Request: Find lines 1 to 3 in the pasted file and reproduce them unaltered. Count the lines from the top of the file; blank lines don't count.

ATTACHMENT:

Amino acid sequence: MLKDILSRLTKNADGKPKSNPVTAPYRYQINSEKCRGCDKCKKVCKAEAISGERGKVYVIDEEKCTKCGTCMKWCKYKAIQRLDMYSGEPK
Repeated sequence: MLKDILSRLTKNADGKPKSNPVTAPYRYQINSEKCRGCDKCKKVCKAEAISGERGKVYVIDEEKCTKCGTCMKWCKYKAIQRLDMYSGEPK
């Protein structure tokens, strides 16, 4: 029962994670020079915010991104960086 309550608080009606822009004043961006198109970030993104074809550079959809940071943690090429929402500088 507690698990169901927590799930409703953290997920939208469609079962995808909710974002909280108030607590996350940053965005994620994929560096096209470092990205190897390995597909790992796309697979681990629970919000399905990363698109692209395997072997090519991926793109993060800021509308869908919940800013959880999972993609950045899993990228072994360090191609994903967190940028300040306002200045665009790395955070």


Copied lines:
Amino acid sequence: MLKDILSRLTKNADGKPKSNPVTAPYRYQINSEKCRGCDKCKKVCKAEAISGERGKVYVIDEEKCTKCGTCMKWCKYKAIQRLDMYSGEPK
Repeated sequence: MLKDILSRLTKNADGKPKSNPVTAPYRYQINSEKCRGCDKCKKVCKAEAISGERGKVYVIDEEKCTKCGTCMKWCKYKAIQRLDMYSGEPK
């Protein structure tokens, strides 16, 4: 029962994670020079915010991104960086 309550608080009606822009004043961006198109970030993104074809550079959809940071943690090429929402500088 507690698990169901927590799930409703953290997920939208469609079962995808909710974002909280108030607590996350940053965005994620994929560096096209470092990205190897390995597909790992796309697979681990629970919000399905990363698109692209395997072997090519991926793109993060800021509308869908919940800013959880999972993609950045899993990228072994360090191609994903967190940028300040306002200045665009790395955070």